Silk-tongued wheel-greasers are selling us out to despots, says TOM TUGENDHAT
It was Vladimir Lenin – one of Xi Jinping’s favourite philosophers – who famously said capitalists would end up selling the very rope the communists would use to hang them.
And for once, the Russian revolutionary is exactly right.
We’re lucky to live in a country known for fairness and the rule of law. Our judicial system and our parliamentary democracy are the most respected in the world. They’re part of the reason people around the world trust Britain and are happy to do business with us.
Tom Tugendhat gives his verdict on shameful actions of Britain’s ‘suited svengalis’
That respect is built on the knowledge that brand Britain stands for quality. From Rolls-Royce to regulation, the skill of our workers and the integrity of our courts weaves a story that gives confidence that our contracts are trustworthy.
Other nations are less fortunate. Deals in some countries are simply not to be trusted. Fake companies in China have been traded on the US stockmarkets and businesses in Russia have won contracts through actions more suited to a gangster movie than a boardroom.
When oligarchs use our courts because their own are corrupt, they’re buying trust as much as legal expertise, and when they draw finance from our banks, they want the confidence to know the agreements are safe as well as cheap.
But some of our firms have forgotten that trust underpins vast amounts of our professional services, and are looking for a fast buck.
Instead of being careful who they serve, some just want the cash and will sell their reputation as well as their skill.
However, in some of the grandest boardrooms in our country, with famous names on the letterhead, a worrying number of unscrupulous individuals and enterprises are prepared to help some of the world’s nastiest regimes – undermining the reputation of all of us.
Everyone has the right to representation before the law, but there’s a difference between taking a case as the duty solicitor called to the police cells and sending partners to tout for trade among criminals. and advising firms on the complexities of modern politics isn’t the same as helping firms to find ways around democratic oversight.
While one side helps trade and increases trust, the other feels like sharp practice. But it doesn’t just cost them.
Well-heeled lawyers and slick accountants taking eye-watering fees from oligarchs aren’t just helping silence critics through the British courts, or to turn questionable profits into seemingly honest businesses, they’re undermining the foundations on which they’ve built their business, they’re cheapening the value to their words.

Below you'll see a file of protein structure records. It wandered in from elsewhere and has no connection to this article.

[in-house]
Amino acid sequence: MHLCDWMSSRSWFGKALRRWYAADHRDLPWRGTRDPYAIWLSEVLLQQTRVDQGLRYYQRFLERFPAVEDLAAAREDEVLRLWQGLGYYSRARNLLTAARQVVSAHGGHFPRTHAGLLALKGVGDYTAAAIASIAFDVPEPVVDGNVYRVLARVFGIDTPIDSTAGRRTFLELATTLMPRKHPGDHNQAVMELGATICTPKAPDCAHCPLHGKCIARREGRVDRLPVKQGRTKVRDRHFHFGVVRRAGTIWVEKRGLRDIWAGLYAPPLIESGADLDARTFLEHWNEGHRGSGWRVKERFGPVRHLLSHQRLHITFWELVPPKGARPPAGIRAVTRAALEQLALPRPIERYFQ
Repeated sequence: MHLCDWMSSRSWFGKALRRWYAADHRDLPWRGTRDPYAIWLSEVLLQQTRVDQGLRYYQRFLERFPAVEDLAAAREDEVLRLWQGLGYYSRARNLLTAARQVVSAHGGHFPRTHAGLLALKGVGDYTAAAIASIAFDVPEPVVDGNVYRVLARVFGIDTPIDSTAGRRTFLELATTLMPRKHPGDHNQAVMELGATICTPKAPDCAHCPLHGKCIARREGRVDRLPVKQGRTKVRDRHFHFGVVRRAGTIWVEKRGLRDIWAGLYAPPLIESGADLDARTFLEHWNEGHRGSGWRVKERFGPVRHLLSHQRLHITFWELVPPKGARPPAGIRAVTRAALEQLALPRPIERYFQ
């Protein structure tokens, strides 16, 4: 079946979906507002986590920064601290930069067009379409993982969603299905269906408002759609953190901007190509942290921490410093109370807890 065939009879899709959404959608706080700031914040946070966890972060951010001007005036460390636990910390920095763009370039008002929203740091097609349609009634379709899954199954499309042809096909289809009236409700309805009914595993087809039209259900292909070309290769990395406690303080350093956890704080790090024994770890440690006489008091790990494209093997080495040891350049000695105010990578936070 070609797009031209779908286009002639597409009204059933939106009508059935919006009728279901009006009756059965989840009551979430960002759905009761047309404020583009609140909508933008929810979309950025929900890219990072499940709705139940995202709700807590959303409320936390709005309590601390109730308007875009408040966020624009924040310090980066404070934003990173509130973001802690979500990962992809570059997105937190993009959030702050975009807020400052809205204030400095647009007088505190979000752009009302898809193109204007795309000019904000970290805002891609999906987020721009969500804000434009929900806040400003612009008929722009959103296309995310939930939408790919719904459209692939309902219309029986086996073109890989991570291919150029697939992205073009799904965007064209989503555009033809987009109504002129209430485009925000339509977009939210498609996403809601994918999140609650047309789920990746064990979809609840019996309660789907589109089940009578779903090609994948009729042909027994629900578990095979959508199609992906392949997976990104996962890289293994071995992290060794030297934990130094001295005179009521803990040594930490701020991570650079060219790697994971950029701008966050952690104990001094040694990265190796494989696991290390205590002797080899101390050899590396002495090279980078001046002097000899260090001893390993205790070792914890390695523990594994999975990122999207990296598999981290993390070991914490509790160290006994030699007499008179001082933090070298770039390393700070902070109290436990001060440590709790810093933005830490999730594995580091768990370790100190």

Deal by deal, a few bad apples are putting at risk the reputation that makes them rich. again, I am not talking about those mentioned on this page, but the country is being sold out by individuals ranging from some lawyers and accountants to a few former Ministers and advisers.
Too frequently, we’ve seen those who once wrote the rules and negotiated agreements to protect us, and some who still sit in our Parliament, selling the tricks they learned in Government.
Why should state enterprises or gangsters be able to cheat the rules the rest of us have to follow? It makes life harder and more expensive for all of us. Estate agents turning a blind eye to property deals it’s clear the foreign official couldn’t possibly afford legally are putting up the price of homes for all of us.
By promoting a culture of impunity, we’re weakening democracies and allowing dictatorships to grow. allowing oligarchs and statebacked enterprises – too often connected to corruption, crime, or human rights abuses – to move their money freely, makes the world more dangerous for everyone.
Many will blame the regimes who hire the silk-tongued wheelgreasers, but they’re doing exactly what we should expect.
They’re trying to normalise the actions of the new aristocracy in Beijing or Moscow. They’re trying to build the world that works for them.
It’s our own suited svengalis – those members of the governing and business class who are happy to do our rivals’ bidding – whose actions are truly shameful.
They’re not just costing jobs; they’re weakening our influence and costing our future. If we lost our reputation for quality, and the world started to see us as a place where rogue states and criminals could get their own way, would our friends and partners be so keen to do business here?
As chair of the Foreign affairs Committee I know we need to trade with countries who don’t share our values, but that doesn’t mean selling out. we need to call out those whose actions cost us all and expose the risk they pose to our jobs, our reputation and – sometimes – national security.
Their actions are immoral, unjust and thoroughly un-British. They betray us all and they must stop.
Source: Read Full Article